Citizen Staff Writer
By July 1, 1975, the moral and cultural tide in America had turned and society was churning in its wake. Yesterday’s values were worthless. Christians and conservatives were desperate for a lifeline to save their sinking Ship of State. Even the venerable advice columnist Ann Landers was getting a divorce.
That’s the controversial time period for “The Lady With All the Answers,” Arizona Theatre Company’s new production opening in previews Saturday. As written by David Rambo, the lady is Landers herself, portrayed in a one-woman show performed by Broadway veteran and Tony- nominee Nancy Dussault.
Ann Landers’ daily columns of advice to the lovelorn ran in newspapers (including the Tucson Citizen) from 1955 until she died in 2002. During that time, society’s accepted sexual practices were changing faster than Landers could write about them. But those shifting perceptions were only a part of the vast cultural fabric she covered, answering questions daily from her millions of readers. No topic was considered off-limits as the barriers of propriety kept crumbling.
Still on the way were personal crises over illicit drug use, AIDS, open marriages, mixed racial marriages, gay marriages and gun control.
“What I respond to is, she is funny, perceptive and smart,” Dussault says of her solo role as Ann Landers. “She is so gutsy and so out there. People responded to her because she was fun, and because she was tough.
“One of her secret: She was good at keeping in touch with high-ranking politicians and experts,” Dussault adds. “She always stayed so connected, and nothing scared her.”
Back before the Internet (it wasn’t that long ago) people gathered around the Ann Landers campfire, seeking the warmth of her fair-minded wisdom. She valued the sacrament of marriage above all else, but she also supported the pro-choice movement for abortion rights. She came to see that homosexuality was not a choice, but a characteristic established at birth.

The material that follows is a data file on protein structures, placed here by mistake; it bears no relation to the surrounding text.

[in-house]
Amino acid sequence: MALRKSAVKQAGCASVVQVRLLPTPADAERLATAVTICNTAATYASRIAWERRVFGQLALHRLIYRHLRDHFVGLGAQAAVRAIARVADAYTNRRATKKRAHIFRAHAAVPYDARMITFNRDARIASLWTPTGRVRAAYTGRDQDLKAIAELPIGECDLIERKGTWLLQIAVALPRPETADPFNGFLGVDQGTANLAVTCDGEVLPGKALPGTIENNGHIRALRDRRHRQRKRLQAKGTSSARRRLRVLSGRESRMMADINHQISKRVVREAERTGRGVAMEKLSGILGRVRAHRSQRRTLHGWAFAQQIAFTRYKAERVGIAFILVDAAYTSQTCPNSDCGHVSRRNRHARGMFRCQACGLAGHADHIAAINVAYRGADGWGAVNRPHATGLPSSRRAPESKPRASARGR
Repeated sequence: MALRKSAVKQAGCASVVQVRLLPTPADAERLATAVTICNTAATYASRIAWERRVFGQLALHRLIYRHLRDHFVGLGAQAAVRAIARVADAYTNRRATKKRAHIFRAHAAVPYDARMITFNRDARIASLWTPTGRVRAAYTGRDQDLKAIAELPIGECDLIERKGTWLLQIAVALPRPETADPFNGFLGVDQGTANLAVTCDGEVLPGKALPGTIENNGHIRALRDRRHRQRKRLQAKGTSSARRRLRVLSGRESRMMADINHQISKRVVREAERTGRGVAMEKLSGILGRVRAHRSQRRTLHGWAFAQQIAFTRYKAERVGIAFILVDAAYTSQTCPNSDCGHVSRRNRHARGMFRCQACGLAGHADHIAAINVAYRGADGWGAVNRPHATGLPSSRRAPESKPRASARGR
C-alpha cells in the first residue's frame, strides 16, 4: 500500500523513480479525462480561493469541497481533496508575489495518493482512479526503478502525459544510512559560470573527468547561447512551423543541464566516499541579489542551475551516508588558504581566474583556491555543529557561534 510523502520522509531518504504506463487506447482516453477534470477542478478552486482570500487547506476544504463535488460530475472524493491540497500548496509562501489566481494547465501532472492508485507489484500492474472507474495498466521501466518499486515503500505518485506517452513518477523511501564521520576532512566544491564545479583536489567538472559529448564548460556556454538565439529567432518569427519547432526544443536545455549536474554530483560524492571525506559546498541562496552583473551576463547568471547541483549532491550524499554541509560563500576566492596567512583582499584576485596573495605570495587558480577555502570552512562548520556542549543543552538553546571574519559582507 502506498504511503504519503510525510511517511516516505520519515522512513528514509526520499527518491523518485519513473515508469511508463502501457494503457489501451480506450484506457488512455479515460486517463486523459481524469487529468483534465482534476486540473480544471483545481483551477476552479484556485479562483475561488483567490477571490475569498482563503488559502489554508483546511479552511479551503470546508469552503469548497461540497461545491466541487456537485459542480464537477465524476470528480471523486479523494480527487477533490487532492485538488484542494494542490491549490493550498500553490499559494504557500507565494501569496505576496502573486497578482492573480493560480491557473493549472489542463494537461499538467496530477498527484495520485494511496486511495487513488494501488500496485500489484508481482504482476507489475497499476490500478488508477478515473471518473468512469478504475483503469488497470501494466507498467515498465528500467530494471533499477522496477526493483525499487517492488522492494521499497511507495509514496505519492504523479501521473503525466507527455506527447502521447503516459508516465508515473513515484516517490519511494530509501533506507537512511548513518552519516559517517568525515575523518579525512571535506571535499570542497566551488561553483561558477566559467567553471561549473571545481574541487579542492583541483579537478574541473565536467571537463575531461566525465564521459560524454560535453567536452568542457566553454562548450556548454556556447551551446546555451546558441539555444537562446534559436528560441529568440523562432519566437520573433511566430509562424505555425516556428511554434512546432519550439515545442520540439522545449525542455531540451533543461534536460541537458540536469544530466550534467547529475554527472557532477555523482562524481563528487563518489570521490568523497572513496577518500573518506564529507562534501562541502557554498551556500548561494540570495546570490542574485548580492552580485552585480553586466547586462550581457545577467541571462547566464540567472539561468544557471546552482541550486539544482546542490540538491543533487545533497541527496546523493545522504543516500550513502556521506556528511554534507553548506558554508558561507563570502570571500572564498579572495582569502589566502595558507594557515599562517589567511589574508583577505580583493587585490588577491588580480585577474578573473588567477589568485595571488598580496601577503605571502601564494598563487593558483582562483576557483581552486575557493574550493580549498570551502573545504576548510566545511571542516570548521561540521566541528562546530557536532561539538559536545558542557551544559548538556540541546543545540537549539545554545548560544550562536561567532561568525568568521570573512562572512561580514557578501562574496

“She was one of the first to recommend readers to Alcoholics Anonymous,” says Samantha K. Wyer, the play’s director. “And she believed in birth control.”
Wyer began making her own artistic choices by doing online research about Ann Landers, the pen name for Esther Pauline “Eppie” Friedman Lederer. Yes, her twin sister was Pauline Esther “Popo” Friedman Phillips who wrote the Dear Abby newspaper advice column 1955-95. Popo got her start by helping sister Eppie. But within six months, sibling rivalry led Popo to break away and start her own advice column.
“The first Ann Landers was a nurse named Ruth Crowley,” Wyer says. “Then Eppie Lederer took over the column. From the beginning, she was always straightforward and direct.”
Before her career as an advice columnist, Lederer was a political activist working to get Joe McCarthy pushed out of office.
“The connections she made in that campaign gave her the edge to get the job writing the Ann Landers column,” Wyer says. “And she had a very strong Midwestern work ethic.”
Wyer learned Lederer was committed to answering every letter she received that wasn’t anonymous, which would have been approximately 500 letters every day. Men accounted for nearly half of that mail, Wyer says. At the peak of Ann Landers’ popularity, Lederer had a staff of 11 secretaries to help out with all that typing.